Carlo Andrea Tassinari

Duration and catastrophe. Temporality regimes and ecological conflicts in the age of environmental globalization

  • Abstract

Informations and abstract

Keywords: Political Ecology, Temporality Crisis, Limits to Growth, Earth Summit, Sustainable Development.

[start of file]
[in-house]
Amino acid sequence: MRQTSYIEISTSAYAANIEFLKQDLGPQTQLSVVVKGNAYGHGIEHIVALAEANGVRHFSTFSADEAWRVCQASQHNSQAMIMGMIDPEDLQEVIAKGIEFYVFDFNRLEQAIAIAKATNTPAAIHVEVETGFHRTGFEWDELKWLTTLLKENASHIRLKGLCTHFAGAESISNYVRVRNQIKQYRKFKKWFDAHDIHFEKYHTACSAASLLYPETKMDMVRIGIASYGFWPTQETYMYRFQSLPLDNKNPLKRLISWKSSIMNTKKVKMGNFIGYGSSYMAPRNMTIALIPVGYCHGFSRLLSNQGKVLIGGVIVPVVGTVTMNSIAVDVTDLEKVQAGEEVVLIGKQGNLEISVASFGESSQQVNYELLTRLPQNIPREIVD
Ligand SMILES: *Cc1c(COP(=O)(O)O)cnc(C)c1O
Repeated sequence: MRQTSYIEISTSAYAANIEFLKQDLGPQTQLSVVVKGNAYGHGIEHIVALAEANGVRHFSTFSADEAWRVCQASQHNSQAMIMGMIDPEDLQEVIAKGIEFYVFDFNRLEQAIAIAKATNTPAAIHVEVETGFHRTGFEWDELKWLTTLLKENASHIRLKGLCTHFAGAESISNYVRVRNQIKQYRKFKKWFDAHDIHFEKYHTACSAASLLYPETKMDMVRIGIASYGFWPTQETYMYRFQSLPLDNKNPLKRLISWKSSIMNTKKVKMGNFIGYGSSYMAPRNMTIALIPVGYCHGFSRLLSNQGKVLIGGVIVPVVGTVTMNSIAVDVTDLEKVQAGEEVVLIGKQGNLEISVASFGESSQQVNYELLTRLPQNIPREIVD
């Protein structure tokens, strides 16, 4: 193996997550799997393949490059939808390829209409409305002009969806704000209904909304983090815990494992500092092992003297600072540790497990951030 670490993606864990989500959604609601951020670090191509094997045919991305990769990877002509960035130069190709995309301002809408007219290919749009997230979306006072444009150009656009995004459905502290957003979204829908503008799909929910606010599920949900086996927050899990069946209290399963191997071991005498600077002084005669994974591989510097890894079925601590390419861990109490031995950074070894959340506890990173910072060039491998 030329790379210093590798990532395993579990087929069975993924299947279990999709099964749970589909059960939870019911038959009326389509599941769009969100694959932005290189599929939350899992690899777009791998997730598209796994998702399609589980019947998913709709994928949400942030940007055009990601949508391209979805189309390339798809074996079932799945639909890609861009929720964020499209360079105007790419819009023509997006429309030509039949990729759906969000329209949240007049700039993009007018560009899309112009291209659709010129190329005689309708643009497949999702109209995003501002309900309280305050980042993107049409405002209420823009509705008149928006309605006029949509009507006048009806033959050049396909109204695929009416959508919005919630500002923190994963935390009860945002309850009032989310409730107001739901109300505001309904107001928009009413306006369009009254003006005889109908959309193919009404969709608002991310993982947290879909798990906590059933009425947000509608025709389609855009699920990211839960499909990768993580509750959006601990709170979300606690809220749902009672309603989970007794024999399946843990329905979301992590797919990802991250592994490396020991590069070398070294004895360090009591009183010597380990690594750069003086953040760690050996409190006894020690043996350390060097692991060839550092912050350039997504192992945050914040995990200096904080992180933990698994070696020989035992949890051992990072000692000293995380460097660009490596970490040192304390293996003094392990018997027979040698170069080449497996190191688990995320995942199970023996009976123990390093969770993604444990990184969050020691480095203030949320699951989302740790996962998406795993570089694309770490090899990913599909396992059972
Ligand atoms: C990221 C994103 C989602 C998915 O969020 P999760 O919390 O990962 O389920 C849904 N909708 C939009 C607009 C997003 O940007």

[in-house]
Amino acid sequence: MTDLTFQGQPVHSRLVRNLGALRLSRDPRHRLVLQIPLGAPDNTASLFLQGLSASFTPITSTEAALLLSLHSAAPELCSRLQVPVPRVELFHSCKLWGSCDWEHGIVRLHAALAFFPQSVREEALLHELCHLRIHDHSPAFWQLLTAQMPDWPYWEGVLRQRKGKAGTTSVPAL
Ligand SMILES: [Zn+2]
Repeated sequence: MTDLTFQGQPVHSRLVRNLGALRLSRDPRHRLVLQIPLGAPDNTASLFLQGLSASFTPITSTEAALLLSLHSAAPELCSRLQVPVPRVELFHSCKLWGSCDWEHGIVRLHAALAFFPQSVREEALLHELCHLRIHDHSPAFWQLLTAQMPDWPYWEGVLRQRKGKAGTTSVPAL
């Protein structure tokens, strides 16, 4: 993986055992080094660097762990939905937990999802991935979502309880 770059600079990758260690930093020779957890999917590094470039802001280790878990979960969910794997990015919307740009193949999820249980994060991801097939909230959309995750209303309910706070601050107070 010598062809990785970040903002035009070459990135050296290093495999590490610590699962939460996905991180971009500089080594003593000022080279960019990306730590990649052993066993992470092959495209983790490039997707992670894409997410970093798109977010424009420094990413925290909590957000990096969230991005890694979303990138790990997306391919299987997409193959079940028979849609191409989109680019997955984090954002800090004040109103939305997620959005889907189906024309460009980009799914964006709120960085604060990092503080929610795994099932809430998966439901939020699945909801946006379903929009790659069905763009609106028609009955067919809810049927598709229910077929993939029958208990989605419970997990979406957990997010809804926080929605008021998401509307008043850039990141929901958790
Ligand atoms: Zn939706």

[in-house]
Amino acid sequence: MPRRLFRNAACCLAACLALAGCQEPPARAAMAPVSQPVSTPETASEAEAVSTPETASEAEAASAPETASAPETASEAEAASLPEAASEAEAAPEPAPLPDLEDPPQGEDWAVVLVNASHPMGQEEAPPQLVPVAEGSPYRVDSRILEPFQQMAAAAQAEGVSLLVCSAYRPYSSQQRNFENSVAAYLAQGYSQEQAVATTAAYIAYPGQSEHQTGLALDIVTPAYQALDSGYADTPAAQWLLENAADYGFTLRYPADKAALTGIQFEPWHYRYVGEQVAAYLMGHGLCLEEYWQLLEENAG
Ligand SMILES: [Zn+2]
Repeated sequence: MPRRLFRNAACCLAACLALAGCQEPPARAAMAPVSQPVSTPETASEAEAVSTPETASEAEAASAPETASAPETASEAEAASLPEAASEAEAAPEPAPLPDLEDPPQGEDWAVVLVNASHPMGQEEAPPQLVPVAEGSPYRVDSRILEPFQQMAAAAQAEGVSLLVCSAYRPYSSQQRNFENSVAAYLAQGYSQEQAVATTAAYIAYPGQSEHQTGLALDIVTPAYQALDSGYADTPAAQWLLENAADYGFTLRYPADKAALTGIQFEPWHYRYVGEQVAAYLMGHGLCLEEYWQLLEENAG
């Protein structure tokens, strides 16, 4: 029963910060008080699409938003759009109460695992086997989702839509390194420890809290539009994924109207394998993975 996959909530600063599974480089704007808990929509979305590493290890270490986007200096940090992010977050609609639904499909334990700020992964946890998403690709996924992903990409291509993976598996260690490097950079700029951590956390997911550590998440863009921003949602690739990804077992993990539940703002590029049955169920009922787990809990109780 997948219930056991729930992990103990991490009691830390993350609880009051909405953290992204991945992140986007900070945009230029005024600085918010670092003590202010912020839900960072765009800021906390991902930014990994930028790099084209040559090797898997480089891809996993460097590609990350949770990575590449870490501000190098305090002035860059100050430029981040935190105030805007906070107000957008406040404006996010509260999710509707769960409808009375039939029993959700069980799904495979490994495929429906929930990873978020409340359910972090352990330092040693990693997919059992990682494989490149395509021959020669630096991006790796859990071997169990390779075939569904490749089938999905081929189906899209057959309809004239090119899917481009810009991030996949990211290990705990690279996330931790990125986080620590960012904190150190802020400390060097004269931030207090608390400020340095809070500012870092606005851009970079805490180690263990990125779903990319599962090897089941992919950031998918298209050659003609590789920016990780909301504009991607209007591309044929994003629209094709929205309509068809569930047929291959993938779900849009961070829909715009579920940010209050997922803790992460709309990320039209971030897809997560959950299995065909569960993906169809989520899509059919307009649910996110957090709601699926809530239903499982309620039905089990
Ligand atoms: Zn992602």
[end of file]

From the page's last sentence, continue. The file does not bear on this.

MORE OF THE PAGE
Elaborating from anthropology of nature and semiotic of culture, the work aims to illustrate that every ecological crisis is, also, a temporality crisis. In order to do so, it compares different visions of future – and, therefore, of the present of the enunciator – that shape international environmental crisis between ’60 and ’70. The first, insisting on risks, comes from Massachusetts Institute of Technology, advising about the Limits to Growth; the second, insisting on risk normalization, comes from UN first Earth Summit; both discourses are registered in reports published in 1972 and read worldwide. The analysis shows that while the MIT report successfully points the temporality crisis represented by the synchronization of geo-history and human-history, and values the present of the enunciator as a crossroad between catastrophe and salvation, it fails to build new values for the future of a “society of equilibriumµ. At the same time, the Earth Summit Report denies the incompatibility between growth and environment, fails to build the present as a time of choice and invests all his drive on the future as a time of hope. That shows, in conclusion, that the search for a narrative which articulates an effective timeline for imagining human and non-human prosperity is a crucial asset for political ecology.

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